Improved political stability in recent years has resulted in great improvement taking place in terms of the economy of La Paz. A large informal economy developed that resulted in at least one vendor being found on every street in the downtown area and surrounding neighborhoods. This was due to the long period of high inflation and economic struggle faced by Bolivians in the 1980s and early 1990s.

The manufacturing enterprises in La Paz amounts to two-thirds of Bolivia's total manufacturing industry and is the principal center of manufacturing units producing finished-product goods for the country. The industry is largely dominated by mineral processing and the preparation of agricultural products but there are also small plants in the urban center of La Paz that manufacture processed foods, tobacco products, clothes, various consumer goods, building materials and agricultural tools. Tin also plays a major role in the economic development, not only for La Paz but for Bolivia as a whole.

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La Paz is home to some of the biggest football teams in Bolivia.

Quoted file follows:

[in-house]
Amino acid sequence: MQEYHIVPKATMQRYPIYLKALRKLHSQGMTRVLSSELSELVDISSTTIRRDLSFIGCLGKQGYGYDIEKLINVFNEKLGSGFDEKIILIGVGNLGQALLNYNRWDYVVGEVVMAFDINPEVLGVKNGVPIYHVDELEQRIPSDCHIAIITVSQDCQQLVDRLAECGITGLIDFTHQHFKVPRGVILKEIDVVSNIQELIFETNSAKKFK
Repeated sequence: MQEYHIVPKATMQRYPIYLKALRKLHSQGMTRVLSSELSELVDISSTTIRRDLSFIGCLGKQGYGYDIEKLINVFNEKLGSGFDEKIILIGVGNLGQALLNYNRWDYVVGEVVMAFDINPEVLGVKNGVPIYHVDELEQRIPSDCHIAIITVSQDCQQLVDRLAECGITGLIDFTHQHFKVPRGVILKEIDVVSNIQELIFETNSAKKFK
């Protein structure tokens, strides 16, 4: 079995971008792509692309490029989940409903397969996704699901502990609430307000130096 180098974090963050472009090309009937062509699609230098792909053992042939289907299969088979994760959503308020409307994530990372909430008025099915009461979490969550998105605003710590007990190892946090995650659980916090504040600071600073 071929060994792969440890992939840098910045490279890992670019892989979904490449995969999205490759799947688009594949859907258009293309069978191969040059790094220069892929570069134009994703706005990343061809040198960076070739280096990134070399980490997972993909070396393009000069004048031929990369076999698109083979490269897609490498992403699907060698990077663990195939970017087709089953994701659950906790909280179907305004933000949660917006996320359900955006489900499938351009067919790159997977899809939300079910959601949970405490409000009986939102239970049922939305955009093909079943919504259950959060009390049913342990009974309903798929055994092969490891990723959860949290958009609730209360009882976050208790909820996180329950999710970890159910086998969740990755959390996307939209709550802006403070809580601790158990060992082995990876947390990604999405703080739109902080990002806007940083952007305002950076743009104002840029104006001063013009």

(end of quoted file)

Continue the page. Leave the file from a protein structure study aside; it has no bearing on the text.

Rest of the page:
It also has some of the most important universities of the country which include: Universidad Mayor de San Andrés; Universidad Católica Boliviana San Pablo; Universidad Central de Bolivia; Universidad Privada del Valle; UP Boliviana; Escuela Militar de Ingeniería; Universidad Salesiana de Bolivia; Universidad Nur Bolivia; Universidad Loyola and Universidad Andina Simón Bolívar Bolivia.

Climate

By the virtue of being based at a high altitude above sea level some parts of La Paz have an unusual subtropical highland climate with sub-polar oceanic characteristics where the average temperature of the warmest month is less than 10° C.

The city as a whole has a relatively dry climate with rainy summers and dry winters with temperatures ranging from cold to very cold during the night. Snow flurries have known to occur especially at dawn, in the winter season but usually melt before noon. Rainfall occurs mainly in the slightly warmer months of November to March. In summer, there is a rainfall on most of the afternoons while in winter, the days are slightly cool, but the sky is mostly clear and sunny.